Internet activist, creator of RSS Aaron Swartz found dead
Swartz's body was found Friday evening in Brooklyn, said Ellen Borakove, a spokeswoman with the New York medical examiner's office.
An uncle, Michael Wolf, said that Swartz had apparently hanged himself.
His family and partner said they were "in shock, and have not yet come to terms with his passing."
"Aaron's insatiable curiosity, creativity, and brilliance; his reflexive empathy and capacity for selfless, boundless love; his refusal to accept injustice as inevitable -- these gifts made the world, and our lives, far brighter," they said in a statement.
"We're grateful for our time with him, to those who loved him and stood with him, and to all of those who continue his work for a better world."
The hacking charges relate to the downloading of millions of academic papers from online archive JSTOR, which prosecutors say he intended to distribute for free.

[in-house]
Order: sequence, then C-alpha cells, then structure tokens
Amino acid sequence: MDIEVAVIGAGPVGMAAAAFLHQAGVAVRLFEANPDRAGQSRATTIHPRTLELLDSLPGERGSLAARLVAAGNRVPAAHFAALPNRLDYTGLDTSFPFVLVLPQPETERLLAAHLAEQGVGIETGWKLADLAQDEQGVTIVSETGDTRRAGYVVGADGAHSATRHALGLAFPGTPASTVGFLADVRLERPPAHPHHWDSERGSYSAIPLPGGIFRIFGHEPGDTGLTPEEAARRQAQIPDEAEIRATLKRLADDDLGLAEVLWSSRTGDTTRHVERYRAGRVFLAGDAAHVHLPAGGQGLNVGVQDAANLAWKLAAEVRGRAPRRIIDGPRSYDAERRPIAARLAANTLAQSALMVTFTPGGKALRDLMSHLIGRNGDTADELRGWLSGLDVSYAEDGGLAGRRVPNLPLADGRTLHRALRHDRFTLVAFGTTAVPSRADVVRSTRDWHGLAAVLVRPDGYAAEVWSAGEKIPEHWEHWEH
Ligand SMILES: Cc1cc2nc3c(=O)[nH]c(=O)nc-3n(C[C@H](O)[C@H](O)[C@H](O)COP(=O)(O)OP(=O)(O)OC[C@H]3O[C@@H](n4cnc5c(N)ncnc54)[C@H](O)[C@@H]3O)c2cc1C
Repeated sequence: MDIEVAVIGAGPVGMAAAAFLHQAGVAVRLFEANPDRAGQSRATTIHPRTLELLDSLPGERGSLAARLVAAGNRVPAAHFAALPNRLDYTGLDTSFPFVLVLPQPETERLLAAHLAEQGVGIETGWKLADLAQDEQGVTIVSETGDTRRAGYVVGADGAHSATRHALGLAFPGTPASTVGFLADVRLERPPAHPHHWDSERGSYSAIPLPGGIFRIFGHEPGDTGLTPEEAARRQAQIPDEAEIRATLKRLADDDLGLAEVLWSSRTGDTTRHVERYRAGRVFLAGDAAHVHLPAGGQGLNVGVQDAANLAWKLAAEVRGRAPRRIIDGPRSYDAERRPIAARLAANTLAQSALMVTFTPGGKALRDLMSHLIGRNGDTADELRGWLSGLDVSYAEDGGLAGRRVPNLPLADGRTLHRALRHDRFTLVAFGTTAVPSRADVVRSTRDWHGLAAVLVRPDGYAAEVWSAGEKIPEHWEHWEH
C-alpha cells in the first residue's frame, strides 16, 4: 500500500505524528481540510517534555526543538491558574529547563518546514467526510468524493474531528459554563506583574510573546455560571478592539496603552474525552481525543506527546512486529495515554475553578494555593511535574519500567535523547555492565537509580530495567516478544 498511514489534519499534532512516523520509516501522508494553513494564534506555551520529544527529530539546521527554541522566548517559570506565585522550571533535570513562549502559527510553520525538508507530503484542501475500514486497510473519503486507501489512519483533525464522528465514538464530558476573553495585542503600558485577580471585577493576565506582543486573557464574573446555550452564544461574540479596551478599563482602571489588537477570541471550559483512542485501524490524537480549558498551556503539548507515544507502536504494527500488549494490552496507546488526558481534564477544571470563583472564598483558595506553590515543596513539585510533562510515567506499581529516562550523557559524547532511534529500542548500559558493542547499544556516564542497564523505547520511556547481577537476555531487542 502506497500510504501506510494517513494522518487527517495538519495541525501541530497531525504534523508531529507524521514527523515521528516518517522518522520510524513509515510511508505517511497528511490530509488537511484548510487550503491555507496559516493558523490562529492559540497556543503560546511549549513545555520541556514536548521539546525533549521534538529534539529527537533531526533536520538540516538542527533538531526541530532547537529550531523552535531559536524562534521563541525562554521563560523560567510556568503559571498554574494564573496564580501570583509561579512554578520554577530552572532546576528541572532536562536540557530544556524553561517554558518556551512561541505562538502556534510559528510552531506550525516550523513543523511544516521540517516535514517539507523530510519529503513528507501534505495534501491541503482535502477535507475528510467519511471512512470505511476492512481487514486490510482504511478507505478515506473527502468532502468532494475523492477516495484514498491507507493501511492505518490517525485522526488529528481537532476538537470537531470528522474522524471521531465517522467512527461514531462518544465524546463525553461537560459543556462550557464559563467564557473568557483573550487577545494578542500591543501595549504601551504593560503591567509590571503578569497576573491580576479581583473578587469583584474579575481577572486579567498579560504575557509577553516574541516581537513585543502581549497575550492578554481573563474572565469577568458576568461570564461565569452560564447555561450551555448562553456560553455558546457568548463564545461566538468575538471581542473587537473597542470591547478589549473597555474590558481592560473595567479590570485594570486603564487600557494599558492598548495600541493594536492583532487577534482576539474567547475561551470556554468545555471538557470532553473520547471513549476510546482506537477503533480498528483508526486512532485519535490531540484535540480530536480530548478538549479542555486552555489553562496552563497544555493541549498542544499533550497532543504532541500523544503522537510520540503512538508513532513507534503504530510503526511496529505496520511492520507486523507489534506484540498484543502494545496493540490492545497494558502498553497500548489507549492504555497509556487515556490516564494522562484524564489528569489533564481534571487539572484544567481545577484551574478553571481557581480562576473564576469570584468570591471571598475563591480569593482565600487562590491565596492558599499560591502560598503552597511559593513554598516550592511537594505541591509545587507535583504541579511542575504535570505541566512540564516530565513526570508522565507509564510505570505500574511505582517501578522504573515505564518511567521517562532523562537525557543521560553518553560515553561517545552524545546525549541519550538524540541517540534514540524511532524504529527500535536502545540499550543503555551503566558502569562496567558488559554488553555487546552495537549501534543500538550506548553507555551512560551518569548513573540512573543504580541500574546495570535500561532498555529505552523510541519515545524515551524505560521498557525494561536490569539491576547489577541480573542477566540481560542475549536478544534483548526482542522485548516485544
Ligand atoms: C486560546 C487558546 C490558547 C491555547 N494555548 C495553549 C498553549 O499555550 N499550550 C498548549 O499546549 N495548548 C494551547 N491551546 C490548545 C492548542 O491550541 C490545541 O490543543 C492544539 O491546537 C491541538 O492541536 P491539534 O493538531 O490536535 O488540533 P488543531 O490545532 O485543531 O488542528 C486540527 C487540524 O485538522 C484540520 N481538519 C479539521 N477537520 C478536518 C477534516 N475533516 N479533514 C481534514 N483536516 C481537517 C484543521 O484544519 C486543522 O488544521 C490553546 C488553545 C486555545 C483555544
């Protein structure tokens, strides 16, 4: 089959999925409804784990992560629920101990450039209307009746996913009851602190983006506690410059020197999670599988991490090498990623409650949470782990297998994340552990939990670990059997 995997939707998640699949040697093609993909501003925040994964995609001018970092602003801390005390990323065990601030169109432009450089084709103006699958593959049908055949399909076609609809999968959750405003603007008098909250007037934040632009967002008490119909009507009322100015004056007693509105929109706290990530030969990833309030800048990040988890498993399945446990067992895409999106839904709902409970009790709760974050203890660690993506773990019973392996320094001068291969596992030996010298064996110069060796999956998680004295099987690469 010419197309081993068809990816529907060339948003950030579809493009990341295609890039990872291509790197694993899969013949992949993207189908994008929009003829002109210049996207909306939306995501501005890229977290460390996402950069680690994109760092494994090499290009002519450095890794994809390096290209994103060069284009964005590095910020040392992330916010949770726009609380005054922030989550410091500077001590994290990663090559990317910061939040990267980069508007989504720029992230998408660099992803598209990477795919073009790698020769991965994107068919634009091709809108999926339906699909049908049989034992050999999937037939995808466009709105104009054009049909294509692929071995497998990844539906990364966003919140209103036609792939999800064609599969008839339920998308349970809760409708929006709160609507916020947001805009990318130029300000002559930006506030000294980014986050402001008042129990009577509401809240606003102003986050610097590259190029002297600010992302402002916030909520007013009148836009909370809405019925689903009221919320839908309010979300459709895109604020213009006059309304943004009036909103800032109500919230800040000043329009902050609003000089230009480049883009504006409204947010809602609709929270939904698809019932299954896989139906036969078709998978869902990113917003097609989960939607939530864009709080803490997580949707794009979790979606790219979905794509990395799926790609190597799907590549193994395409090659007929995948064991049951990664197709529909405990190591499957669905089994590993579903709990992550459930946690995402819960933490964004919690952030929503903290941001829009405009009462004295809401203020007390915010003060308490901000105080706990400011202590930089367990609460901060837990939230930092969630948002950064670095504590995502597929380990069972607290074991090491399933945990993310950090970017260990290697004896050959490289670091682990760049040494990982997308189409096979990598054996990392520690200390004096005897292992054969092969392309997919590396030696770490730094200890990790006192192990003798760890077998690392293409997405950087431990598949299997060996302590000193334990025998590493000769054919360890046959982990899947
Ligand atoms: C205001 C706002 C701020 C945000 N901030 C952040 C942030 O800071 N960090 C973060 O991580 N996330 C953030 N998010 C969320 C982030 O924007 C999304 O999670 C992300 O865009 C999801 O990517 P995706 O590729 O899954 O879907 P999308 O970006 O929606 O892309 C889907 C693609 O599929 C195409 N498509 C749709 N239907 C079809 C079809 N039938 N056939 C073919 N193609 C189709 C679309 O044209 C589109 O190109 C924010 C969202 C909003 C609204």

Swartz, a committed advocate for the freedom of information over the Internet, had denied charges of computer fraud at an initial hearing last year, but his federal trial was due to begin next month.
Charges in the case, including wire fraud and computer fraud, were pending at the time of Swartz's death, carrying potential penalties of up to 35 years in prison and USD 1 million in fines, the New York Times reported.
A prodigy, Swartz was behind some of the Internet's defining moments. At
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